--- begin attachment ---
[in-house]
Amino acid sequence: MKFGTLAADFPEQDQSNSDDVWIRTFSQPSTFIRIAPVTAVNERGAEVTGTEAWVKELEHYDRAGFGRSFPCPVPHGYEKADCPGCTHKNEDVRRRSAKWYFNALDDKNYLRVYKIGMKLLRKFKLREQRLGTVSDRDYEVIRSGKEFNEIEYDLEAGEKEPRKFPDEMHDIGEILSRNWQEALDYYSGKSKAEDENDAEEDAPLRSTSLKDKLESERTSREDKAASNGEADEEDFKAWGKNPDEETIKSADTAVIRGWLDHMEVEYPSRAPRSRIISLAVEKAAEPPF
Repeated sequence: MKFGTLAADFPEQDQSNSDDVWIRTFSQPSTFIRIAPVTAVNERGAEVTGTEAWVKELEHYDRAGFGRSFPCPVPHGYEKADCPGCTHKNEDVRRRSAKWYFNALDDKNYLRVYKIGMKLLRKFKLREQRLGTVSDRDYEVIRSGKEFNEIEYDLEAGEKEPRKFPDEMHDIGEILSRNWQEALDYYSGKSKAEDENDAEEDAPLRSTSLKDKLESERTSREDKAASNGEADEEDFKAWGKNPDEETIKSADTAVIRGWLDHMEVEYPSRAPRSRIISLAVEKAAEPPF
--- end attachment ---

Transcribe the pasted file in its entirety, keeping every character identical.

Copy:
[in-house]
Amino acid sequence: MKFGTLAADFPEQDQSNSDDVWIRTFSQPSTFIRIAPVTAVNERGAEVTGTEAWVKELEHYDRAGFGRSFPCPVPHGYEKADCPGCTHKNEDVRRRSAKWYFNALDDKNYLRVYKIGMKLLRKFKLREQRLGTVSDRDYEVIRSGKEFNEIEYDLEAGEKEPRKFPDEMHDIGEILSRNWQEALDYYSGKSKAEDENDAEEDAPLRSTSLKDKLESERTSREDKAASNGEADEEDFKAWGKNPDEETIKSADTAVIRGWLDHMEVEYPSRAPRSRIISLAVEKAAEPPF
Repeated sequence: MKFGTLAADFPEQDQSNSDDVWIRTFSQPSTFIRIAPVTAVNERGAEVTGTEAWVKELEHYDRAGFGRSFPCPVPHGYEKADCPGCTHKNEDVRRRSAKWYFNALDDKNYLRVYKIGMKLLRKFKLREQRLGTVSDRDYEVIRSGKEFNEIEYDLEAGEKEPRKFPDEMHDIGEILSRNWQEALDYYSGKSKAEDENDAEEDAPLRSTSLKDKLESERTSREDKAASNGEADEEDFKAWGKNPDEETIKSADTAVIRGWLDHMEVEYPSRAPRSRIISLAVEKAAEPPF